27 May 2010

Wasted Grace

Bro. James preached an excellent message Sunday night from David's admonition to Solomon in 1 Kings 2:1-2. It was one I needed to hear, and one that I'm sure will be a blessing to you. Click here to listen.

Toward the end of the message, Bro. James read and commented on this verse. 1 Corinthians 15:10 But by the grace of God I am what I am: and his grace which was bestowed upon me was not in vain; but I laboured more abundantly than they all: yet not I, but the grace of God which was with me.

The life of the apostle Paul was truly a token of the grace of God. And which of us couldn't say the same? Has not God been abundantly good to us? Has He not bestowed more good things on our lives than we could ever try to number? Paul recognized this, and the verse says that he labored abundantly to ensure that God's grace was not bestowed upon Him in vain. Paul worked diligently to be sure that something good came out of the goodness God had showed him.

Bro. James gave the illustration of giving money to a bum that approached him one of the first times he was out witnessing, shortly after he got saved. The next day, he saw that same bum sitting and listening to his favorite channel on his brand-new radio – that he bought with the money that Bro. James gave him. He had wasted the gift he had been given.

I don't want to waste the gift of eternal life. I don't want to waste the spiritual gifts God has given me. I don't want to waste the opportunities I've been afforded. I don't want the blessings of God on my life to come to naught at the judgment seat of Christ. I don't want God's grace to be bestowed upon me in vain.

One of my Mom's favorite things to tell me as I grew up comes from Luke 12:48. I can't tell you how many times I've been reminded, "To whom much is given, much is required." Keep reminding me, Mom. I need to hear it. Keep reminding me, preacher. I need to hear it. Keep reminding me, Christian brother. I need to hear it. Please keep convicting me, Lord. I don't want all the goodness you've heaped on my sorry, little self to be a complete and utter waste!

PRESS toward the mark (Phil. 3:14).

Follow HARD after God (Psalm 63:8).

25 May 2010

Movie Recommendation

Here's a rare post. But I believe it would be well worth your time to get together and watch this movie as a family.

Click here to compare prices and purchase. Also available at most major movie rental houses.




video

19 May 2010

There Is Hope

Ezra 10:1-2 1 Now when Ezra had prayed, and when he had confessed, weeping and casting himself down before the house of God, there assembled unto him out of Israel a very great congregation of men and women and children: for the people wept very sore. 2 And Shechaniah the son of Jehiel, one of the sons of Elam, answered and said unto Ezra, We have trespassed against our God, and have taken strange wives of the people of the land: yet now there is hope in Israel concerning this thing.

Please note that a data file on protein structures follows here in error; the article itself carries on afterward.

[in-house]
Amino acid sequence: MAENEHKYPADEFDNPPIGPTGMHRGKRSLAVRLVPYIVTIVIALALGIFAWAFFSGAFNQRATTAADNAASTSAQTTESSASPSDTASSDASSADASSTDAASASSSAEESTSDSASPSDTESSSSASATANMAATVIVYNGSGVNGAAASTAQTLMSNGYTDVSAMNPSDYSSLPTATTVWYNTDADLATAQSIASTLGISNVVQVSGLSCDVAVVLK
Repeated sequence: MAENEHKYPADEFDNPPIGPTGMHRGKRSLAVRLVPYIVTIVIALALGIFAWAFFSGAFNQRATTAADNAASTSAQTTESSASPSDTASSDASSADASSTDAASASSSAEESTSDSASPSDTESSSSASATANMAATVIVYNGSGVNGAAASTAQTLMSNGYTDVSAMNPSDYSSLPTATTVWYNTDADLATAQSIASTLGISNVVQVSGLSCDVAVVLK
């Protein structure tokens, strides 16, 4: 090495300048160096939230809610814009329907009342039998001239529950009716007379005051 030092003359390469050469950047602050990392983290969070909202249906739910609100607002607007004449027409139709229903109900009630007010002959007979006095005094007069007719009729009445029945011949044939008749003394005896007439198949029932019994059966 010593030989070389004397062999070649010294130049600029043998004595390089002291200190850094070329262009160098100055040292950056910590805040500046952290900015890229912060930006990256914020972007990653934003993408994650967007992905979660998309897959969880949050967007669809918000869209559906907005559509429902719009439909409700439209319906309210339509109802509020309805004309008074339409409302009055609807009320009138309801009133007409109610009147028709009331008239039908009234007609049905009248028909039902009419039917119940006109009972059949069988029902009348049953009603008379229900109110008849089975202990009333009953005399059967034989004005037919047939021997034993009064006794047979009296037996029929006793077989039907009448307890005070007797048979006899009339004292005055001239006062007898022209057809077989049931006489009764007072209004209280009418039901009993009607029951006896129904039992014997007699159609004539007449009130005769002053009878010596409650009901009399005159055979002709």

Having recognized that human nature is much like that of a dog who returns to his vomit or the sow who returns to her wallowing in the mire, what is the proper response? Obviously, it's not to excuse our disobedience the word of God. Again, we didn't lose our human nature when we got saved, but God did give us a new nature – one that desires to please Him and obey Him and glorify Him by living in victory over the sins that once had us bound.

Ezra 10 follows up on Ezra 9 with this glorious truth: there is hope in Israel concerning this thing. What do you do when you find yourself slipping back into those old ways you left when you met Jesus? What do you do when confronted with the fact that you've returned to those old habits you thought you had conquered long ago? What do you when you realize you've stopped pursuing righteousness and iniquity is right on your heels (2 Timothy 2:22)?

Assuming that you don't excuse it, you don't give in to it, and you don't give up on fighting it, there is hope in Israel concerning this thing.

The first thing you need is someone to confront you about your sin. Ezra 10:10 And Ezra the priest stood up, and said unto them, Ye have transgressed, and have taken strange wives, to increase the trespass of Israel. Isaiah 58:1 Cry aloud, spare not, lift up thy voice like a trumpet, and shew my people their transgression, and the house of Jacob their sins.

Do you have a preacher who is more concerned with pleasing God than he is with building a church and is faithful to the call of God on his life to call sin out for what it is? Then thank God for it. That means you still have hope in this battle called this Christian life. Are you surrounded by friends that care about doing right and living clean and are interested enough in pushing you that direction to point out when something's wrong in your life? Then thank God for it. Without that, you're without hope in your struggle against sin.

Having been confronted, the next thing you need is to make confession. Ezra 10:11 Now therefore make confession unto the Lord God of your fathers, and do his pleasure: 1 John 1:9 If we confess our sins, he is faithful and just to forgive us our sins, and to cleanse us from all unrighteousness.